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Students receive one-on-one spiritual nurturing from campus chaplains, pastors, residence assistants, and their residence hall deans. 

 

 

 

 

 

 

 

 

 

 

 

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Enter a captPUC has multiple short-term mission trips to places like Brazil, Nicaragua, Arizona, Bangladesh, and Fiji.ion

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Our Campus Ministries team leads visits to Clearlake, Oakland, Berkeley, and other local areas each weekend helping to give back to the community. 

 

 

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Students participate in freshmen Life Groups and quarterly Week of Revival.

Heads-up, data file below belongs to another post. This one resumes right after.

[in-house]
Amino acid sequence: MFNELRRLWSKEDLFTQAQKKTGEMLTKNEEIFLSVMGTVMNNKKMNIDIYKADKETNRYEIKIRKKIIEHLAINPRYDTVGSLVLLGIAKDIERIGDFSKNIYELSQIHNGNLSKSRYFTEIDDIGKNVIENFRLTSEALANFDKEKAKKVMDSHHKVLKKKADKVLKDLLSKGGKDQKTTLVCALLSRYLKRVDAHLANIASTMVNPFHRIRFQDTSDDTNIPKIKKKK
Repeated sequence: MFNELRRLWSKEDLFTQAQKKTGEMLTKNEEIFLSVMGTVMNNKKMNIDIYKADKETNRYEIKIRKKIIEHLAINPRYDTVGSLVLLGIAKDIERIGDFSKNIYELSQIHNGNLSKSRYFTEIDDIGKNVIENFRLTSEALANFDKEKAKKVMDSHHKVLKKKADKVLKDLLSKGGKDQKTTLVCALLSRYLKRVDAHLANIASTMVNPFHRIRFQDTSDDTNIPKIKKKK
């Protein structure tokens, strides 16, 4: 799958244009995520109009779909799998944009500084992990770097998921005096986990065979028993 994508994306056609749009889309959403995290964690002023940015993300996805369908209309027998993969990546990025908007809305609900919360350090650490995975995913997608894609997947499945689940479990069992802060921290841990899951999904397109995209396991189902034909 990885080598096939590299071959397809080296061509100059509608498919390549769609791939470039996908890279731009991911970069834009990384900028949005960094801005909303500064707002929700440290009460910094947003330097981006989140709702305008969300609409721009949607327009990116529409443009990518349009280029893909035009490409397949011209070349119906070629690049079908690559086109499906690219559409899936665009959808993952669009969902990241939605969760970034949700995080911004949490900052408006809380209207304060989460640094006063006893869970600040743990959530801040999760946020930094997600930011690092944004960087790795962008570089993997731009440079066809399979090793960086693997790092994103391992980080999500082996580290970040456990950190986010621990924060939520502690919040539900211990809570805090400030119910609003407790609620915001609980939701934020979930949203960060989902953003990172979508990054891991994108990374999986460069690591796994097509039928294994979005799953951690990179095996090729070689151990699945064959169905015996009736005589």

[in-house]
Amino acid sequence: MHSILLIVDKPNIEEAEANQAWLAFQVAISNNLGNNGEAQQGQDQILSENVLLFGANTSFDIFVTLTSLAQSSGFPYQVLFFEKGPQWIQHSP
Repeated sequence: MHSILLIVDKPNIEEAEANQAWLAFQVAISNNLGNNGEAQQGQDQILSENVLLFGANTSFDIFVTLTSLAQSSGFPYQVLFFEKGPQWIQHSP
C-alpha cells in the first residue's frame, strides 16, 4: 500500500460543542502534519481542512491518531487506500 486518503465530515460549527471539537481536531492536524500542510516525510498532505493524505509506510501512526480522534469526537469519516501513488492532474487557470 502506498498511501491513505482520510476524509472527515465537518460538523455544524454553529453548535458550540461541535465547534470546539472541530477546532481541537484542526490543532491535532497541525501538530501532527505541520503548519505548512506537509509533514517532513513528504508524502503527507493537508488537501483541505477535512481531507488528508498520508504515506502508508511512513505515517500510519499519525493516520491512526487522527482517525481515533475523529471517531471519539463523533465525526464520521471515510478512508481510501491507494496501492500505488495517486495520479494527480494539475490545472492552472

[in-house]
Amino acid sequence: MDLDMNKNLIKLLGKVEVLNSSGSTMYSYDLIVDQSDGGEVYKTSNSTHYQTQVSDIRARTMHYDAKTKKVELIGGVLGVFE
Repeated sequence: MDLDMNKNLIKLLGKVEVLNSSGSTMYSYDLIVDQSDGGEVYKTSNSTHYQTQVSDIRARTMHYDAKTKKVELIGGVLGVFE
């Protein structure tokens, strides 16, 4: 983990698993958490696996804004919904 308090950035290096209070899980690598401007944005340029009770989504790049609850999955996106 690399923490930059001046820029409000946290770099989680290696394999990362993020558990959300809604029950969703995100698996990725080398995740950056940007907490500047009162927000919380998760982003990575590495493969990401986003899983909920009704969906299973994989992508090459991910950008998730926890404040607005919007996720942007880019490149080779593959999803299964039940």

(P)Raise the Roof

I love the student involvement in the worship services at PUC. It’s one of the ways that makes us spiritually authentic. I found a way to get involved with praise music since I play bass guitar (otherwise known as the stringed instrument you can’t use to get banquet dates in high school). I had been at PUC for a grand total of two months before someone found out I played, and asked me to help out one weekend at church.

I was surprised, since I figured you had to prove your worth or fill out a mountain of paperwork before you were asked to play up front. I was also surprised because I played with all the grace of a panicked rhinoceros, and they still wanted me to help. I wasn’t expecting it to be so accessible, but it was. And for  the next four years, I had many more opportunities to express my spirituality through music.